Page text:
When I saw the throwdown segment, I too couldn't help but notice the light coloration of the Malnati's crust. That prompted me to take a look at the Malnati's dough ingredients as I posted them recently at Reply 2 at http://www.pizzamaking.com/forum/index.php/topic,7467.msg64252.html#msg64252
. As can be seen there, there is neither sugar nor salt in the Malnati dough. The lack of sugar means that the crust coloration has to come from the type of flour used (I am assuming that the flour is all-purpose flour) and the amount of residual sugar in the dough at the time of baking. There are some simple sugars in the flour that get used up fairly quickly by the yeast during fermentation but the bulk of the sugar that ends up as residual sugar comes from the action of enzymes to convert damaged starch to simple sugars. That usually takes a fair amount of time to happen.
The lack of salt is also a contributing factor to final crust color. As is well known, salt regulates the fermentation process by its effect on yeast. In the absence of salt, the yeast can ferment without restraint. This means that the yeast can work even faster to consume sugars in the dough. The net effect is that the residual sugars in the dough at the time of baking may be low and result in a light colored crust. For those who are interested, this aspect of the effect of salt on crust coloration is discussed at http://www.kingarthurflour.com/professional/salt.html
Unfortunately, the above analysis does not tell us how Malnati's prepares and manages their dough. I can think of at least three ways to get the light colored crust. One way, for example, is to use a lot of yeast and a room temperature fermentation covering only a few hours. During that time, there will not be a lot of residual sugar in the dough (the time is too short to yield higher sugar levels) and the finished crust is very likely to be on the light side in terms of crust coloration. A second way is to use a small amount of yeast and a considerably longer room temperature fermentation. This is a harder process to manage because of variations in room temperature (seasonally and even intra-day) but should allow for more sugar from conversion from starch to feed the yeast. If that sugar is promptly consumed by the yeast, the finished crust can again be on the light colored side. A third way is to use cold fermentation of the dough with an amount of yeast governed by the desired overall duration of the cold fermentation. If that duration is long enough, the yeast can consume the sugars in the dough and the finished crust can again be of light color. Of the three methods, the last one is likely to be the easiest one to manage in a commercial, high volume setting for consistency of results and for dough inventory/yield management purposes, while also yielding sufficient byproducts of fermentation to produce a decently flavored finished crust. The least flavorful crust would be one using the first method, although using large quantities of yeast would itself contribute flavor (but of a "yeasty" nature) to the finished crust. I don't know if that is a characteristic of a Malnati's crust. The first method would also be impractical if Malnati's uses a commissary to prepare dough balls for their restaurants. As a practical matter, the first method would only work for in-store dough production.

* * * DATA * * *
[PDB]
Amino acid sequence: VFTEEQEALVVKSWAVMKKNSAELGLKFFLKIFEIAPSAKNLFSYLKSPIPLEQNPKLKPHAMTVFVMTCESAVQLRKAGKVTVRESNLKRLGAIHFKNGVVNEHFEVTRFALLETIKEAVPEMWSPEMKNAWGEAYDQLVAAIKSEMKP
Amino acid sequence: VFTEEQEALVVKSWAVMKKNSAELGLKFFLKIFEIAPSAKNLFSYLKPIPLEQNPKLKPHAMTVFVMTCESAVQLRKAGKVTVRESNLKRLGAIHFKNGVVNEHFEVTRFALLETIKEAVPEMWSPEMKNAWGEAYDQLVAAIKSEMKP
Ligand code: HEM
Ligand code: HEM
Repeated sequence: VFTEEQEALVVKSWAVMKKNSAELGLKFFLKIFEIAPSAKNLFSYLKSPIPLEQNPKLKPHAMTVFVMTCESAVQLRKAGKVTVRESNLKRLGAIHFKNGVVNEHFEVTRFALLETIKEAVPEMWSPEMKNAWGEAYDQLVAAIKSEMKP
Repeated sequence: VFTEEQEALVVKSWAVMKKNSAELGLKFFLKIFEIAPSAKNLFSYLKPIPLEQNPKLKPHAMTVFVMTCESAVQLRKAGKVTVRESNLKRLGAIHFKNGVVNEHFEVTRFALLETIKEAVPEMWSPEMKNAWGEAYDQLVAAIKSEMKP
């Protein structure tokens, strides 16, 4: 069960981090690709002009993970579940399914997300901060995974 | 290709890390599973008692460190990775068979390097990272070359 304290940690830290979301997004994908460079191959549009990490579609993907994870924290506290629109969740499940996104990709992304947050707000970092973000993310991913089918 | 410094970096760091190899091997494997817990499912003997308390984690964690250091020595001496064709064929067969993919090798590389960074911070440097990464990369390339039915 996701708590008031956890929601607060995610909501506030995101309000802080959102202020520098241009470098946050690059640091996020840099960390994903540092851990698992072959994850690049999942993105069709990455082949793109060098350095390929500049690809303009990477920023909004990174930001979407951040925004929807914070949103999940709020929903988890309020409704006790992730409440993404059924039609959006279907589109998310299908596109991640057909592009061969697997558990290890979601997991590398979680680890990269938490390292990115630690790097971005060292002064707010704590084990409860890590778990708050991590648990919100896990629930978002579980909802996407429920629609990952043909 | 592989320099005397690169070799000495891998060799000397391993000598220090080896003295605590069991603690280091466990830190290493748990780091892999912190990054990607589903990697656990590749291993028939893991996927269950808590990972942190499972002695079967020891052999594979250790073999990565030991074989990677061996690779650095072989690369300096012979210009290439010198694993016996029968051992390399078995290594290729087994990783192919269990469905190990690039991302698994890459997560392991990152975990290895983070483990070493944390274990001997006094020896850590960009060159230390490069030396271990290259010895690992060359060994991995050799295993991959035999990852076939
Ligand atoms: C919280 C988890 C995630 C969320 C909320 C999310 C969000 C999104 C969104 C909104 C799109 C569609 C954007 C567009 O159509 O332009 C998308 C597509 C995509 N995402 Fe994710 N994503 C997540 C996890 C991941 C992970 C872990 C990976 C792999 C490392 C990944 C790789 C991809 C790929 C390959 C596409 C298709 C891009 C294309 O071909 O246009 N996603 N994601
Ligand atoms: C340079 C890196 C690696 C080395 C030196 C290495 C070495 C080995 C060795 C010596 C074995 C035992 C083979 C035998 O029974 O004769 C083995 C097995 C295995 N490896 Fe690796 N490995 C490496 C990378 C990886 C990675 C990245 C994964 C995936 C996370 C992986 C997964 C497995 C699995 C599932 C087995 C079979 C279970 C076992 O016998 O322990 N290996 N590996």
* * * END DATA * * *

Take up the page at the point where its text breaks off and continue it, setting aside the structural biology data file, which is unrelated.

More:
As you know, many of our members prefer to use a combination of room temperature and cold fermentation with their deep-dish doughs. It is possible that Malnati's is using a short period of fermentation at room temperature, followed by a much longer period of cold fermentation, but I have not read anything anywhere to support this method. That method would have the advantage of kick starting the fermentation processs and would also allow the period of cold fermentation to be shortened to something that best fits Malnati's dough management schedule. For example, the total fermentation period could be cut to just a single day. The amount of yeast in this case would reflect that dough management schedule. All we know about the yeast quantity is that the yeast is the last item in the Malnati's dough ingredient list, and that there is less of it by weight than the amount of olive oil, which appears in the ingredients list just before the yeast. For the third method I described, and in answer to the original question you posed, I believe that it would be possible to use an amount of yeast that is considerably lower than what most of our members appear to be using. The amount would depend on the desired window of usability of the dough. I can't say from personal experience, but if I were to try an experiment along these lines, I might use IDY in a range of, say, 0.25-0.50%. This would be for a total fermentation period of about one day.
I might add that another benefit of the absence of salt is that the gluten matrix is not as strong as one when salt is present (salt strengthens the gluten matrix), so the ability of the dough to hold gases of fermentation is reduced. As a result, the finished crust will be less breadlike and more tender, which is what we want for an authentic deep-dish crust. This makes me wonder whether Rudy Malnati understood this effect, as well as the others discussed above, when he first came up with the Malnati dough recipe that is at the heart of the Malnati enterprise today.